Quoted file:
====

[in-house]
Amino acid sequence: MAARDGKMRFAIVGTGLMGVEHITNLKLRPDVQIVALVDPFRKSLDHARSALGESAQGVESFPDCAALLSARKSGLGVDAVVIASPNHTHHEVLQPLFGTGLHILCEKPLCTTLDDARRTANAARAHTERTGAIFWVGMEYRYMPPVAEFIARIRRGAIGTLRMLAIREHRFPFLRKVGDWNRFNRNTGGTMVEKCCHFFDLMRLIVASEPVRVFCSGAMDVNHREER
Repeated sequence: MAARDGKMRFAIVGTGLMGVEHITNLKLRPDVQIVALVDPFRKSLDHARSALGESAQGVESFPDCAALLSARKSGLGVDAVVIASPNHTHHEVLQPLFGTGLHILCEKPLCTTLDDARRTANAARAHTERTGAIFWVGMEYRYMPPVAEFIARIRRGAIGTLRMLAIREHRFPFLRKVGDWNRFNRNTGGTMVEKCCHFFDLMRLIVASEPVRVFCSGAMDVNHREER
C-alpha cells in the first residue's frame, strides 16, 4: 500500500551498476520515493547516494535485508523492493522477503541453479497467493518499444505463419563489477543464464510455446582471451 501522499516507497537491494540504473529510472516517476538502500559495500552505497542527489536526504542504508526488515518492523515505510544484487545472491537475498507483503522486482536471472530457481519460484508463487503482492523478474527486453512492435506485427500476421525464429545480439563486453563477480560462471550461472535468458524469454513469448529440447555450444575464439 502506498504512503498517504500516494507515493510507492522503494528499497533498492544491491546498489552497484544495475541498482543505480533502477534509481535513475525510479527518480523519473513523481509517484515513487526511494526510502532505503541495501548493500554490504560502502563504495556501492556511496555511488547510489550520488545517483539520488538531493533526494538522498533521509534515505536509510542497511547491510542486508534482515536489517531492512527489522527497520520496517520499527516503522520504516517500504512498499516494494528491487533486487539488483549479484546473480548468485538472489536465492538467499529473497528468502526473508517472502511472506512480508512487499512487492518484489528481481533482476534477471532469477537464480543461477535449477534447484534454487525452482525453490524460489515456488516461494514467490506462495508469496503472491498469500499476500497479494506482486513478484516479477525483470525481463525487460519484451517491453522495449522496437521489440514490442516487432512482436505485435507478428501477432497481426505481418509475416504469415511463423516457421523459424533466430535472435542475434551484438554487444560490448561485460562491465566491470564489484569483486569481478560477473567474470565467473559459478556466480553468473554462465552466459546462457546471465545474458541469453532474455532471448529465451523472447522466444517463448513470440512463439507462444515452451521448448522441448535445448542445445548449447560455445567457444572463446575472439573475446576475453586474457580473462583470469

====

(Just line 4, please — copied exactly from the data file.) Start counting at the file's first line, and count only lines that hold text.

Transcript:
C-alpha cells in the first residue's frame, strides 16, 4: 500500500551498476520515493547516494535485508523492493522477503541453479497467493518499444505463419563489477543464464510455446582471451 501522499516507497537491494540504473529510472516517476538502500559495500552505497542527489536526504542504508526488515518492523515505510544484487545472491537475498507483503522486482536471472530457481519460484508463487503482492523478474527486453512492435506485427500476421525464429545480439563486453563477480560462471550461472535468458524469454513469448529440447555450444575464439 502506498504512503498517504500516494507515493510507492522503494528499497533498492544491491546498489552497484544495475541498482543505480533502477534509481535513475525510479527518480523519473513523481509517484515513487526511494526510502532505503541495501548493500554490504560502502563504495556501492556511496555511488547510489550520488545517483539520488538531493533526494538522498533521509534515505536509510542497511547491510542486508534482515536489517531492512527489522527497520520496517520499527516503522520504516517500504512498499516494494528491487533486487539488483549479484546473480548468485538472489536465492538467499529473497528468502526473508517472502511472506512480508512487499512487492518484489528481481533482476534477471532469477537464480543461477535449477534447484534454487525452482525453490524460489515456488516461494514467490506462495508469496503472491498469500499476500497479494506482486513478484516479477525483470525481463525487460519484451517491453522495449522496437521489440514490442516487432512482436505485435507478428501477432497481426505481418509475416504469415511463423516457421523459424533466430535472435542475434551484438554487444560490448561485460562491465566491470564489484569483486569481478560477473567474470565467473559459478556466480553468473554462465552466459546462457546471465545474458541469453532474455532471448529465451523472447522466444517463448513470440512463439507462444515452451521448448522441448535445448542445445548449447560455445567457444572463446575472439573475446576475453586474457580473462583470469